At the Pyramid of Perperikon there are at least 3 large rock-cut reservoirs. The reservoirs are cut clean inside the rock.
One reservoir is located at the summit of the pyramid on the plateau we see today. Until the 1920s it used to fill up with water from an underwater source. The supply of water was disrupted by an earthquake. At some of the pyramids of Plovdiv we find a similar pattern of water sources coming out at the summit of the pyramid.
In Perperikon the top reservoir acted as a water storage. The water was drained towards the East section of the site by channels cut in the stone. It is unclear when these channels were carved in the rock. Perperikon is a megalithic site with a long history. It has been inhabited at least since Thracian times used through to the Middle Ages. It was transformed at each epoch including today as the restoration work to promote tourism is focusing on the reconstruction of the Medieval period to the detriment of earlier periods.
The top reservoir is rectangular in shape. It is 12 by 9 metres and is estimated to be 6 metres deep. In the earliest incarnation of the site when Perperikon was a step pyramid, it was probably the central piece of the site. It tells us about the close connection between pyramids and water.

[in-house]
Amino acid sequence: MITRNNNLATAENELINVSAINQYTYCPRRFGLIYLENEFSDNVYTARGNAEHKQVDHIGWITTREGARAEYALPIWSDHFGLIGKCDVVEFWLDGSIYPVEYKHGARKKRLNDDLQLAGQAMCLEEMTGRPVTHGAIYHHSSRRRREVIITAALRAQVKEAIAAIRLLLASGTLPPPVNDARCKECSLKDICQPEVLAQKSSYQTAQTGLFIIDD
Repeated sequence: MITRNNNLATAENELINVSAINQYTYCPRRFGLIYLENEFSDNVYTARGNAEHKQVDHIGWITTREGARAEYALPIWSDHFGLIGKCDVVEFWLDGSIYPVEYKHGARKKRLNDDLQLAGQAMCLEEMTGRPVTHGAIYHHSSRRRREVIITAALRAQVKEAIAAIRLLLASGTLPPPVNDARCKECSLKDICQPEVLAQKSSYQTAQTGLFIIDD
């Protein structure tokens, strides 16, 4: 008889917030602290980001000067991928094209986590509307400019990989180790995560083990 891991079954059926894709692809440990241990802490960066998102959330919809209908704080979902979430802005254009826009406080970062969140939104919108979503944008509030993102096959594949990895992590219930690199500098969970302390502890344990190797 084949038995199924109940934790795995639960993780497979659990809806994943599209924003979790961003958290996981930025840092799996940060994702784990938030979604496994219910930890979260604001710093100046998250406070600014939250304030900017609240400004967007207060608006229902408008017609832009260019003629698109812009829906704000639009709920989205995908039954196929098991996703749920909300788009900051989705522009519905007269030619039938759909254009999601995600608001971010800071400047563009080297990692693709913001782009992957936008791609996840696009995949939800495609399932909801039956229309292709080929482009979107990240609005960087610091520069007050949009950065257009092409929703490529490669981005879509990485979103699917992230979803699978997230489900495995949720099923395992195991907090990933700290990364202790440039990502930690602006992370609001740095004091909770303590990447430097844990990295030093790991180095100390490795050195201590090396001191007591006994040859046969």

Water emanates from the Earth. It is the expression of Earth’s energy coming to the surface. Water is also connected to the Moon.
The top reservoir of Perperikon tells us that pyramids were built in specific locations. It tells us about the age of the pyramid by its size and position. The reservoir was built during the earliest phase of construction at the site as it could not have been added at a later stage. The site was probably built around the reservoir. Also, the technique required to carve out such a reservoir was not available to any known historical civilisation for which we have any records. Neither the Thracians, Romans or later civilisations had the technology to build such a reservoir. And there is no record of it being built and there was no impulse to create such a reservoir on top of the plateau.
There are at least 2 other rock-carved reservoirs on the megalithic site of Perperikon.
There is also a neighbouring hill that hides megalithic formations but it has never been cleared. Maybe it will provide a base for comparison and the opportunity to better understand the ancient part of the site of Perperikon overall.